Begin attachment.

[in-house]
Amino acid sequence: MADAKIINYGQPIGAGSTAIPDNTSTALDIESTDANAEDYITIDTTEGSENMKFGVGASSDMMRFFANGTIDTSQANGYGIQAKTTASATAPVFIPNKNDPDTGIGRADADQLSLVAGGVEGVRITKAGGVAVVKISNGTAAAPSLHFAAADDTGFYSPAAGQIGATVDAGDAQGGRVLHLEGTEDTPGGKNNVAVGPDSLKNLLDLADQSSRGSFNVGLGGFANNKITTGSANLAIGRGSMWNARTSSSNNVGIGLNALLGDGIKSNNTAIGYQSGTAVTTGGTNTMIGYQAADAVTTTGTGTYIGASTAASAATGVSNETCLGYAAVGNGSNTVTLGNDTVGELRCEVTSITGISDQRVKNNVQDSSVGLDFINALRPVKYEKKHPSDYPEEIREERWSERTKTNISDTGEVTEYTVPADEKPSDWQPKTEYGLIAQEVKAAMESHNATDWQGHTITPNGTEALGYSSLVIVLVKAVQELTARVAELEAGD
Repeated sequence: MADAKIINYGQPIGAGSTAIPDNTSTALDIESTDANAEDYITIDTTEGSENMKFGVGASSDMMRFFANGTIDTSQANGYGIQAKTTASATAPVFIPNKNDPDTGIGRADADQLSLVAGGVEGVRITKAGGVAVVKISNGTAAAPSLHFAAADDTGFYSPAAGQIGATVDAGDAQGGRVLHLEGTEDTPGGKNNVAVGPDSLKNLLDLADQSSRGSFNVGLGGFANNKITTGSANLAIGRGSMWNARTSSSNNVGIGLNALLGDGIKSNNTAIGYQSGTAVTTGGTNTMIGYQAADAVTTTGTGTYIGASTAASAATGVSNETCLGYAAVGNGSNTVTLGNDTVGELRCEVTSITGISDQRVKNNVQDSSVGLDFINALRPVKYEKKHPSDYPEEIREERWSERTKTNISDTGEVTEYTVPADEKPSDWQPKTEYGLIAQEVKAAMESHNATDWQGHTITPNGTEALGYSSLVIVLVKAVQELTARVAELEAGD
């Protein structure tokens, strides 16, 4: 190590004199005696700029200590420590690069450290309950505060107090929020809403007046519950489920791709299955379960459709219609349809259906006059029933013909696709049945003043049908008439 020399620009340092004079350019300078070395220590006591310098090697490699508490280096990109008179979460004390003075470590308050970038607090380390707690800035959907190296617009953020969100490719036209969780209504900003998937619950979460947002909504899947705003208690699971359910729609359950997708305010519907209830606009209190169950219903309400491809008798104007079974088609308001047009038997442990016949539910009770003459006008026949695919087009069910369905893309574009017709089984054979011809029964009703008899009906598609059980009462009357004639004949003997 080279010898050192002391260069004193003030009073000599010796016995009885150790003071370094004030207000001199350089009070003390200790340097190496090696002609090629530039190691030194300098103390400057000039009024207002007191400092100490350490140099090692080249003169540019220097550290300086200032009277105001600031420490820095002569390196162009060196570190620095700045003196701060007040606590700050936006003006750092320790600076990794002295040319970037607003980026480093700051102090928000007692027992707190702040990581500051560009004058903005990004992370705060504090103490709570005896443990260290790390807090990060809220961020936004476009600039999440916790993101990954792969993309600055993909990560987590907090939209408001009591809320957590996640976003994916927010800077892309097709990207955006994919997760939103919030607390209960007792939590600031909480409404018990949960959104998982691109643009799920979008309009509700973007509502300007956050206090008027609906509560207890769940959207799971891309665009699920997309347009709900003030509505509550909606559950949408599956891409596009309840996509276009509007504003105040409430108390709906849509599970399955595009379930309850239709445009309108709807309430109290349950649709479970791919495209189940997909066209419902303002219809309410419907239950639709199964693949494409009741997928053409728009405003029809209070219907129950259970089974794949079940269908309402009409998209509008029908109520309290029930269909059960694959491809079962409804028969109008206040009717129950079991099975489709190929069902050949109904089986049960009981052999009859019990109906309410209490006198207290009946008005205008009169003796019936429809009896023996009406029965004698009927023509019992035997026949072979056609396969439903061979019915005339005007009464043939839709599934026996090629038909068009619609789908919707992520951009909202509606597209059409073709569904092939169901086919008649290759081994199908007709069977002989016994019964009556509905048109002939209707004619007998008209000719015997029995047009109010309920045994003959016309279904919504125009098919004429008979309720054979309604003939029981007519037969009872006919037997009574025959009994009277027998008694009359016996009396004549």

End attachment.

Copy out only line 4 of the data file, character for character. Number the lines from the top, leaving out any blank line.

């Protein structure tokens, strides 16, 4: 190590004199005696700029200590420590690069450290309950505060107090929020809403007046519950489920791709299955379960459709219609349809259906006059029933013909696709049945003043049908008439 020399620009340092004079350019300078070395220590006591310098090697490699508490280096990109008179979460004390003075470590308050970038607090380390707690800035959907190296617009953020969100490719036209969780209504900003998937619950979460947002909504899947705003208690699971359910729609359950997708305010519907209830606009209190169950219903309400491809008798104007079974088609308001047009038997442990016949539910009770003459006008026949695919087009069910369905893309574009017709089984054979011809029964009703008899009906598609059980009462009357004639004949003997 080279010898050192002391260069004193003030009073000599010796016995009885150790003071370094004030207000001199350089009070003390200790340097190496090696002609090629530039190691030194300098103390400057000039009024207002007191400092100490350490140099090692080249003169540019220097550290300086200032009277105001600031420490820095002569390196162009060196570190620095700045003196701060007040606590700050936006003006750092320790600076990794002295040319970037607003980026480093700051102090928000007692027992707190702040990581500051560009004058903005990004992370705060504090103490709570005896443990260290790390807090990060809220961020936004476009600039999440916790993101990954792969993309600055993909990560987590907090939209408001009591809320957590996640976003994916927010800077892309097709990207955006994919997760939103919030607390209960007792939590600031909480409404018990949960959104998982691109643009799920979008309009509700973007509502300007956050206090008027609906509560207890769940959207799971891309665009699920997309347009709900003030509505509550909606559950949408599956891409596009309840996509276009509007504003105040409430108390709906849509599970399955595009379930309850239709445009309108709807309430109290349950649709479970791919495209189940997909066209419902303002219809309410419907239950639709199964693949494409009741997928053409728009405003029809209070219907129950259970089974794949079940269908309402009409998209509008029908109520309290029930269909059960694959491809079962409804028969109008206040009717129950079991099975489709190929069902050949109904089986049960009981052999009859019990109906309410209490006198207290009946008005205008009169003796019936429809009896023996009406029965004698009927023509019992035997026949072979056609396969439903061979019915005339005007009464043939839709599934026996090629038909068009619609789908919707992520951009909202509606597209059409073709569904092939169901086919008649290759081994199908007709069977002989016994019964009556509905048109002939209707004619007998008209000719015997029995047009109010309920045994003959016309279904919504125009098919004429008979309720054979309604003939029981007519037969009872006919037997009574025959009994009277027998008694009359016996009396004549």